Caledonia, the song, is an unofficial anthem for Scotland.
Caledonia, the word, is a Latin word for Scotland.
The Scottish folk ballad was written by Dougie MacLean in 1977.
MacLean was visiting the beach in Brittany, France but feeling homesick for his beloved Scotland. He said: “I was in my early 20s and had been busking around with some Irish guys. I was genuinely homesick. I’d always lived in Perthshire. I played it to the guys when I got back to the youth hostel where we were staying and that was the final straw – we all went home the next day.” He adds: “It took about 10 minutes but sometimes that’s how songs happen. I’m still amazed at how much it has become part of common culture. There’s not a pub singer, busker or pipe band that doesn’t play it.” The song is very similar in its sentiments to a much earlier song called “Jean and Caledonia”.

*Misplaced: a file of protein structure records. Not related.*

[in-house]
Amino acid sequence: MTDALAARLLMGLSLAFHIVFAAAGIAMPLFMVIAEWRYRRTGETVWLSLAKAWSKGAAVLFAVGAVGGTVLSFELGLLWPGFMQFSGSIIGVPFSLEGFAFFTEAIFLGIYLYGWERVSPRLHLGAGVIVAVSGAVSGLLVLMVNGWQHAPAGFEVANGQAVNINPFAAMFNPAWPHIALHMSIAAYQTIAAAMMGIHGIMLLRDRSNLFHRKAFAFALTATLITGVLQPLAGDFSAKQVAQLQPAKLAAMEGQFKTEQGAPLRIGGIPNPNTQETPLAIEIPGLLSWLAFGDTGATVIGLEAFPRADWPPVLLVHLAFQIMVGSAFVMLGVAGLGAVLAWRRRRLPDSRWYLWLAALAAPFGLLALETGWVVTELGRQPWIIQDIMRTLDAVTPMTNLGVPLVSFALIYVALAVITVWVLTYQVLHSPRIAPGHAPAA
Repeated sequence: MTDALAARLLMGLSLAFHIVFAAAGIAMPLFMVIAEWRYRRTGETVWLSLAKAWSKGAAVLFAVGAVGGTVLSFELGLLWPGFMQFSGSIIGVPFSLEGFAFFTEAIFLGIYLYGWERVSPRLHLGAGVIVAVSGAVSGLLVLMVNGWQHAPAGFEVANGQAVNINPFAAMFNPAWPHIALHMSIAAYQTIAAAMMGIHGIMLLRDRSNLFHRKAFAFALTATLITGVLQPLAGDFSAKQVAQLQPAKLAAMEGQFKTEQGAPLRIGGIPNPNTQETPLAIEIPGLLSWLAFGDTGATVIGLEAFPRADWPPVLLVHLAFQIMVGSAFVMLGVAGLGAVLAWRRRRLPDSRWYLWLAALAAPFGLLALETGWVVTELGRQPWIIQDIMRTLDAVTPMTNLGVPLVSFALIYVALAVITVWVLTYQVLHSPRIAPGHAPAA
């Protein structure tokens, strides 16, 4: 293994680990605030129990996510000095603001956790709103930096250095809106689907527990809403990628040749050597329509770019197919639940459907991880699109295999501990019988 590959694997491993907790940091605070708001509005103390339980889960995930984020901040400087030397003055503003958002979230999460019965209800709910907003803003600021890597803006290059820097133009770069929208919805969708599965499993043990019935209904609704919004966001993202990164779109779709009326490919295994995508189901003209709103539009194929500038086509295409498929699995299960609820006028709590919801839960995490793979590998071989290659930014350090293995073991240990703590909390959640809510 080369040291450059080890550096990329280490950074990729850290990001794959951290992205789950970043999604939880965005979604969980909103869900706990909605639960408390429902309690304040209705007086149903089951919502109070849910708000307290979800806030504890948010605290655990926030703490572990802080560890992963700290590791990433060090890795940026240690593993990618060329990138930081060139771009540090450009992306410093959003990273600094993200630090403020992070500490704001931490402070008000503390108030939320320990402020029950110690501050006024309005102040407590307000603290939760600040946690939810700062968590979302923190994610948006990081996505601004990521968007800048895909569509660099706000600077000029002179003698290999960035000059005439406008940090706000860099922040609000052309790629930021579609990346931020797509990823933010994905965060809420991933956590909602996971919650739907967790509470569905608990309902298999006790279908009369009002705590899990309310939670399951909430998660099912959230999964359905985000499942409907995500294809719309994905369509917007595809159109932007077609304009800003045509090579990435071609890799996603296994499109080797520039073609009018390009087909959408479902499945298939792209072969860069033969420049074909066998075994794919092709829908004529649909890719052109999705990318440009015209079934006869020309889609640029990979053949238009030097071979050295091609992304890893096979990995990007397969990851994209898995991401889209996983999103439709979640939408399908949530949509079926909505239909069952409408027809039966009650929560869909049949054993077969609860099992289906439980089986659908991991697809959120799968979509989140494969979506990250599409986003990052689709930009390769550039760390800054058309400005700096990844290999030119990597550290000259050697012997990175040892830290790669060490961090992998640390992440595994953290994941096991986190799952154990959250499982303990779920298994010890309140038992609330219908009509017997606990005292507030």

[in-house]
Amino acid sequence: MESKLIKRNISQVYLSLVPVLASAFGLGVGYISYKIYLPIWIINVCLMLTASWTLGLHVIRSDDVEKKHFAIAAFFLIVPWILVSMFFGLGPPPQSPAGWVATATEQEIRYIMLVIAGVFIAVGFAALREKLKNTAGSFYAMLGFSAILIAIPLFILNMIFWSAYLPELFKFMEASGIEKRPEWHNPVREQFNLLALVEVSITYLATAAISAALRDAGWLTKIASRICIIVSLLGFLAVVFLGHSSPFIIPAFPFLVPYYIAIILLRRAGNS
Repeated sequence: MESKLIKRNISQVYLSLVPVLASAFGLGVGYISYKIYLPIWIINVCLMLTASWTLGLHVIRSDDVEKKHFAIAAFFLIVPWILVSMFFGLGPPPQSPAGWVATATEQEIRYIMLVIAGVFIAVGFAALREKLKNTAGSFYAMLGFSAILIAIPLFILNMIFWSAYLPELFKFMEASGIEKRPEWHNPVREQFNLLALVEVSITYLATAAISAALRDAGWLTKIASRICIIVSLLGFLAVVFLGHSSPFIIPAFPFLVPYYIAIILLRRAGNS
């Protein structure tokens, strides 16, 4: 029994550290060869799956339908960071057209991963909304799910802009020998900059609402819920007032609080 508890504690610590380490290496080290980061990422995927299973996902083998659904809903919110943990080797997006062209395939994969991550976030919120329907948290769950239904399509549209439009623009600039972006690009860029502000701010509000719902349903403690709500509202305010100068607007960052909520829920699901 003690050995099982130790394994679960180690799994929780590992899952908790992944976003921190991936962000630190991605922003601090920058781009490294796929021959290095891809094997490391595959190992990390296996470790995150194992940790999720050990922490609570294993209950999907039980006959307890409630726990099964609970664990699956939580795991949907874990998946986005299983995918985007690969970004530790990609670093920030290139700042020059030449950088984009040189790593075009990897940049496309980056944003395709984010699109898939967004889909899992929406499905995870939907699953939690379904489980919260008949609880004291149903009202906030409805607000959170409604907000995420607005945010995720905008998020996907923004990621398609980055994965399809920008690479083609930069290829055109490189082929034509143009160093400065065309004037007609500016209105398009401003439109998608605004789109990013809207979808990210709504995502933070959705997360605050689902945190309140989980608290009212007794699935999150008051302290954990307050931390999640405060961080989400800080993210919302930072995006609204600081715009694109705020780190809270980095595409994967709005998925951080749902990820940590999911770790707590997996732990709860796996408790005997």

MacLean was the first to record the song and publish it on his 1979 album, Caledonia.
Numerous other artists have performed the song, but the most popular version seems to be by Frankie Miller.
While preparing for their 2014 Scottish Independence Referendum, there was talk of making Caledonia the official anthem of Scotland, if independence was voted on. However, the votes did not lead to Scottish independence.
However, Caledonia will remain a love song to Scotland and continue to speak to the hearts of people around the world.